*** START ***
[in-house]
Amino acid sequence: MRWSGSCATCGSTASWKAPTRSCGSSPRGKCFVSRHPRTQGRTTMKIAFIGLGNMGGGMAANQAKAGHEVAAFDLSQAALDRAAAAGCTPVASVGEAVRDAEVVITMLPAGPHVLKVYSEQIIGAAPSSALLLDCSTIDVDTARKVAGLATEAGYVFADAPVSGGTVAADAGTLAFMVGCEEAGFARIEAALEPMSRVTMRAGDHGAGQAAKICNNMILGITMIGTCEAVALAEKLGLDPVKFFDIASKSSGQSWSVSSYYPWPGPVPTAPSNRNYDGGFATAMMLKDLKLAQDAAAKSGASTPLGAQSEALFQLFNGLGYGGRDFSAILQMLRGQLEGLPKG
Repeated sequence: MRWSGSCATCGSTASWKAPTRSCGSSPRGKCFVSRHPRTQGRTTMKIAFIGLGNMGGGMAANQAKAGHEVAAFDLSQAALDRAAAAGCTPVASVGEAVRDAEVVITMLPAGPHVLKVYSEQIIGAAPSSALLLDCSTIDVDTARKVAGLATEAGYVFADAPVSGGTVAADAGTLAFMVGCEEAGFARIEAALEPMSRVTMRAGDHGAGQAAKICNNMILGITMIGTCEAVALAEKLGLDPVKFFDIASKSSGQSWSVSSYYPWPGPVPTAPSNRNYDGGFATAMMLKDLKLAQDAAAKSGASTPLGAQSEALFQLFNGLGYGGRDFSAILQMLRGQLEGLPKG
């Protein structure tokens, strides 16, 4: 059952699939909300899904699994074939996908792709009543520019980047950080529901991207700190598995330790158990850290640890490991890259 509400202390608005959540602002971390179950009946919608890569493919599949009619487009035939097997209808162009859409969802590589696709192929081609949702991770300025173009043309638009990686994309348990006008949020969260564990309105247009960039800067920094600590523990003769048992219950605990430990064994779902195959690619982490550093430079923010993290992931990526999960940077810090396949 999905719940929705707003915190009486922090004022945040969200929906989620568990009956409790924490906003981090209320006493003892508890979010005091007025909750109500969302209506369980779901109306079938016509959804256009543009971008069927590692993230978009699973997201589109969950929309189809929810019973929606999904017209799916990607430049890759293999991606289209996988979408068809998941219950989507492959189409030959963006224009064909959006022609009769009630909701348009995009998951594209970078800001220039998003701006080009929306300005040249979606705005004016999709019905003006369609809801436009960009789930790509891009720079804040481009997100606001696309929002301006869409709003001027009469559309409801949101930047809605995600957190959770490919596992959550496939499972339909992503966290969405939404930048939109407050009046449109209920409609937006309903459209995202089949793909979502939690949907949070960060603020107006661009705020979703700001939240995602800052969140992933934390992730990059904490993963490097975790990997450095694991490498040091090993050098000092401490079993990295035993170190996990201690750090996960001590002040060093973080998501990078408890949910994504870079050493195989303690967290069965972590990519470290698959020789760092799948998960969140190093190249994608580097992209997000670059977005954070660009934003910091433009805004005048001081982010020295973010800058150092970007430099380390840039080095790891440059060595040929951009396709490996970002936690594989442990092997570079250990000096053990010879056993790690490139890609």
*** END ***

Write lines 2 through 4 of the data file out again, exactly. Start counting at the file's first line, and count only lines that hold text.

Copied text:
Amino acid sequence: MRWSGSCATCGSTASWKAPTRSCGSSPRGKCFVSRHPRTQGRTTMKIAFIGLGNMGGGMAANQAKAGHEVAAFDLSQAALDRAAAAGCTPVASVGEAVRDAEVVITMLPAGPHVLKVYSEQIIGAAPSSALLLDCSTIDVDTARKVAGLATEAGYVFADAPVSGGTVAADAGTLAFMVGCEEAGFARIEAALEPMSRVTMRAGDHGAGQAAKICNNMILGITMIGTCEAVALAEKLGLDPVKFFDIASKSSGQSWSVSSYYPWPGPVPTAPSNRNYDGGFATAMMLKDLKLAQDAAAKSGASTPLGAQSEALFQLFNGLGYGGRDFSAILQMLRGQLEGLPKG
Repeated sequence: MRWSGSCATCGSTASWKAPTRSCGSSPRGKCFVSRHPRTQGRTTMKIAFIGLGNMGGGMAANQAKAGHEVAAFDLSQAALDRAAAAGCTPVASVGEAVRDAEVVITMLPAGPHVLKVYSEQIIGAAPSSALLLDCSTIDVDTARKVAGLATEAGYVFADAPVSGGTVAADAGTLAFMVGCEEAGFARIEAALEPMSRVTMRAGDHGAGQAAKICNNMILGITMIGTCEAVALAEKLGLDPVKFFDIASKSSGQSWSVSSYYPWPGPVPTAPSNRNYDGGFATAMMLKDLKLAQDAAAKSGASTPLGAQSEALFQLFNGLGYGGRDFSAILQMLRGQLEGLPKG
């Protein structure tokens, strides 16, 4: 059952699939909300899904699994074939996908792709009543520019980047950080529901991207700190598995330790158990850290640890490991890259 509400202390608005959540602002971390179950009946919608890569493919599949009619487009035939097997209808162009859409969802590589696709192929081609949702991770300025173009043309638009990686994309348990006008949020969260564990309105247009960039800067920094600590523990003769048992219950605990430990064994779902195959690619982490550093430079923010993290992931990526999960940077810090396949 999905719940929705707003915190009486922090004022945040969200929906989620568990009956409790924490906003981090209320006493003892508890979010005091007025909750109500969302209506369980779901109306079938016509959804256009543009971008069927590692993230978009699973997201589109969950929309189809929810019973929606999904017209799916990607430049890759293999991606289209996988979408068809998941219950989507492959189409030959963006224009064909959006022609009769009630909701348009995009998951594209970078800001220039998003701006080009929306300005040249979606705005004016999709019905003006369609809801436009960009789930790509891009720079804040481009997100606001696309929002301006869409709003001027009469559309409801949101930047809605995600957190959770490919596992959550496939499972339909992503966290969405939404930048939109407050009046449109209920409609937006309903459209995202089949793909979502939690949907949070960060603020107006661009705020979703700001939240995602800052969140992933934390992730990059904490993963490097975790990997450095694991490498040091090993050098000092401490079993990295035993170190996990201690750090996960001590002040060093973080998501990078408890949910994504870079050493195989303690967290069965972590990519470290698959020789760092799948998960969140190093190249994608580097992209997000670059977005954070660009934003910091433009805004005048001081982010020295973010800058150092970007430099380390840039080095790891440059060595040929951009396709490996970002936690594989442990092997570079250990000096053990010879056993790690490139890609």